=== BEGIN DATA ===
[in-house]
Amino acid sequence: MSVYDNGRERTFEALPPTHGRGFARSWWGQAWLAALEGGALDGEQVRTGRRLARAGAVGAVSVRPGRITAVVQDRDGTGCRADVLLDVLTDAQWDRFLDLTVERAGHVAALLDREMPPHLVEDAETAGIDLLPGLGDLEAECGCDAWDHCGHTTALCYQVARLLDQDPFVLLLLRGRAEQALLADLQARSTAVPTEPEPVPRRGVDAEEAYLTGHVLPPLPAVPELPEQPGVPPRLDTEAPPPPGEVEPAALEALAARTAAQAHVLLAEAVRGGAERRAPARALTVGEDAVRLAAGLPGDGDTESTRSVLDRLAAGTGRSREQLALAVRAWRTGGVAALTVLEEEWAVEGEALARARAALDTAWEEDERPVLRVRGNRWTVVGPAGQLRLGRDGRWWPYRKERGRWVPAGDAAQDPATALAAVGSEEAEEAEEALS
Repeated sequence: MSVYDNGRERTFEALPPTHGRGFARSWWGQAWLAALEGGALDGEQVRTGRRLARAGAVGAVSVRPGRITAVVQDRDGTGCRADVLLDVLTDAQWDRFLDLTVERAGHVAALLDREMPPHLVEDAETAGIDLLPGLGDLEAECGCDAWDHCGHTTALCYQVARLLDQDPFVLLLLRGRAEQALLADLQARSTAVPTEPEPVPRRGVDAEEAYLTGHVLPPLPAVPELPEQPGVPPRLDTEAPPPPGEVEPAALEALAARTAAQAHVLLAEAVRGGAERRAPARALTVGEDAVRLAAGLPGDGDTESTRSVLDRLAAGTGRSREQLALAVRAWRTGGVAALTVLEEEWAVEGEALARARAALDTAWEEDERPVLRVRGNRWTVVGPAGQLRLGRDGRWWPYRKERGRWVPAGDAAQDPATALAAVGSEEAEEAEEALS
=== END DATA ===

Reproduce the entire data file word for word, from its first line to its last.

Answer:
[in-house]
Amino acid sequence: MSVYDNGRERTFEALPPTHGRGFARSWWGQAWLAALEGGALDGEQVRTGRRLARAGAVGAVSVRPGRITAVVQDRDGTGCRADVLLDVLTDAQWDRFLDLTVERAGHVAALLDREMPPHLVEDAETAGIDLLPGLGDLEAECGCDAWDHCGHTTALCYQVARLLDQDPFVLLLLRGRAEQALLADLQARSTAVPTEPEPVPRRGVDAEEAYLTGHVLPPLPAVPELPEQPGVPPRLDTEAPPPPGEVEPAALEALAARTAAQAHVLLAEAVRGGAERRAPARALTVGEDAVRLAAGLPGDGDTESTRSVLDRLAAGTGRSREQLALAVRAWRTGGVAALTVLEEEWAVEGEALARARAALDTAWEEDERPVLRVRGNRWTVVGPAGQLRLGRDGRWWPYRKERGRWVPAGDAAQDPATALAAVGSEEAEEAEEALS
Repeated sequence: MSVYDNGRERTFEALPPTHGRGFARSWWGQAWLAALEGGALDGEQVRTGRRLARAGAVGAVSVRPGRITAVVQDRDGTGCRADVLLDVLTDAQWDRFLDLTVERAGHVAALLDREMPPHLVEDAETAGIDLLPGLGDLEAECGCDAWDHCGHTTALCYQVARLLDQDPFVLLLLRGRAEQALLADLQARSTAVPTEPEPVPRRGVDAEEAYLTGHVLPPLPAVPELPEQPGVPPRLDTEAPPPPGEVEPAALEALAARTAAQAHVLLAEAVRGGAERRAPARALTVGEDAVRLAAGLPGDGDTESTRSVLDRLAAGTGRSREQLALAVRAWRTGGVAALTVLEEEWAVEGEALARARAALDTAWEEDERPVLRVRGNRWTVVGPAGQLRLGRDGRWWPYRKERGRWVPAGDAAQDPATALAAVGSEEAEEAEEALS